Bachman's takin' care of family biz

By Arlene Vigoda

Tal Bachman's career is in high gear.

School crush gets lyrical pedestal

 

Tal Bachman says She's So High - about an incredible woman "so high above me" - was inspired by a crush on the prettiest girl in his high school. He attempted to bribe her with $25 to date his stepbrother so he could be closer to her. "I lost my nerve," he recalls, "and the nicer she was to me,the more awkward I felt."

Women like the song, he says, because "they wish guys would feel that way about them, and guys like it because everybody can identify with the feeling of not being good enough for someone."

A sampling:

She's blood, flesh and bone

No tucks or silicone

She's touch, smell, sight, taste and sound

But somehow I can't believe

That anything should happen

I know where I belong

And nothing's gonna happen

'Cause she's so high

High above me, she's so lovely

She's so high, like Cleopatra, Joan of Arc, or Aphrodite

She's so high, high above me

 

She's So High, the infectiously hummable pop single from his self-titled debut album, has been steadily climbing Billboard's Hot 100 chart (it's No. 19 this week). It's featured as background music in Fox's promotion of Jennifer Love Hewitt's fall series, Time of Your Life, and the video is getting frequent play on MTV.

"I'm blown away," Bachman, 29, says from his home in Vancouver, British Columbia. "So many great things keep on happening, I can't even believe it."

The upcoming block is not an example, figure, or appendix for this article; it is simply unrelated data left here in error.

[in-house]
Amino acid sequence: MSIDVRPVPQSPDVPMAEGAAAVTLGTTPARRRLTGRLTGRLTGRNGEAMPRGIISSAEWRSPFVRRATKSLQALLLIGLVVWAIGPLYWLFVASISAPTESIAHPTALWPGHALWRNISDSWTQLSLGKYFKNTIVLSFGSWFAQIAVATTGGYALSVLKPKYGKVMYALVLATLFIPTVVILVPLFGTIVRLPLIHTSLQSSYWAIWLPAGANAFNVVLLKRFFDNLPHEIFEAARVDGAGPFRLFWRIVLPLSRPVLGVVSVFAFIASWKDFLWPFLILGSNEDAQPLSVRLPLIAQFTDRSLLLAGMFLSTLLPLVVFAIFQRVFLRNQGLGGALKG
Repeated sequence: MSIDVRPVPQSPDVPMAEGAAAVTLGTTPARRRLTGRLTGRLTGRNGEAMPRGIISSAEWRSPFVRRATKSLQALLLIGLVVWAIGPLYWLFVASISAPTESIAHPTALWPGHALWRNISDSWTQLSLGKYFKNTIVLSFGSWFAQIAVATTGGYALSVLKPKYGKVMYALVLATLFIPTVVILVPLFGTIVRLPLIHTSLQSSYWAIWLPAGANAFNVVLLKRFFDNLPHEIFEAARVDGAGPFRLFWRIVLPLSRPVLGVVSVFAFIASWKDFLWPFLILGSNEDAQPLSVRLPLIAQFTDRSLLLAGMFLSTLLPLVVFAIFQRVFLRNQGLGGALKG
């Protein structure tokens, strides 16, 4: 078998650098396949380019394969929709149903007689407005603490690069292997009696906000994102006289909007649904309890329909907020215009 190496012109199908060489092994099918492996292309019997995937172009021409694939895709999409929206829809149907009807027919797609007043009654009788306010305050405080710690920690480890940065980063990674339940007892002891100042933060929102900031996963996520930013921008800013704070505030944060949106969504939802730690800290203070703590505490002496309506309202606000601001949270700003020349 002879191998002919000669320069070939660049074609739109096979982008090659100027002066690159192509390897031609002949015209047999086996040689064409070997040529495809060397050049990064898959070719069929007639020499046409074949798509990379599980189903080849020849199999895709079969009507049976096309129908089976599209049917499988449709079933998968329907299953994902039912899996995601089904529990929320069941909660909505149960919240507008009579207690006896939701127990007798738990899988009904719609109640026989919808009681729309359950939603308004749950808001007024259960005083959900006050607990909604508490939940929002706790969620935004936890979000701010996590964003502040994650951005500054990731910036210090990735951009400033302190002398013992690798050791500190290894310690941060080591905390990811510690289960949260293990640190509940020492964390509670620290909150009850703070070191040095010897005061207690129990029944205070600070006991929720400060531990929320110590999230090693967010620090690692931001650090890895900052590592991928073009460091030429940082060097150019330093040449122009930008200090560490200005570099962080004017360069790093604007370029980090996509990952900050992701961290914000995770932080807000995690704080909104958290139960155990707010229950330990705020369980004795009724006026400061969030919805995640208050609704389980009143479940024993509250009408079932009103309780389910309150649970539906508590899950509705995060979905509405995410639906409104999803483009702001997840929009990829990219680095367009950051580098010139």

The son of singer/songwriter Randy Bachman - of Guess Who (These Eyes, American Woman) and Bachman-Turner Overdrive (Takin' Care of Business, You Ain't Seen Nothin' Yet) - grew up playing guitar, piano and drums at an early age but wasn't sure he wanted to pursue a career in music. He enrolled in a small university in Utah and wound up majoring in political philosophy.

 

"I was trying to find myself, but my dad was worried," Bachman remembers. "He said, 'You're a musician. What are you doing wasting your time in college?' "

His epiphany came while reading Plato's Republic in class one day. "I hit the part where Plato explains why music is 'sovereign' and how it shapes customs and laws and how it can change society. Suddenly, it all clicked, and I thought, 'I've had a great time here, but I gotta write.' "

He credits Electric Light Orchestra singer Jeff Lynne with influencing his musical style. "They had good tunes, great harmony, great pop songs. I defy anyone to tell me Jeff's not a genius," Bachman says.

The feeling may be mutual. A few years ago, the elder Bachman met Lynne and slipped him his son's demo tape. A few weeks later, Lynne called Tal Bachman to tell him how much he liked his work. "It was one of the first times in my life when I was truly tongue-tied," he says. "All these record companies had rejected me, and I felt like I only had one fan on the planet, and Jeff was it."

 

Among Bachman's other fans: "the special lady in my life." Borrowing his lyrics, is she "too high" above him?

"I often wonder why she's with me," he says with a laugh. "She's the perfect woman, and I feel like I want to be a better person when I'm around her."

Any marriage plans? There's a pause. "Actually, we've been married for the past five years," he says softly. "I didn't want to mention it because there are privacy issues, and my career is just getting off the ground, and she's a very private person."

Any other revelations? "We have 27 kids," he says jokingly. "We run a small orphanage."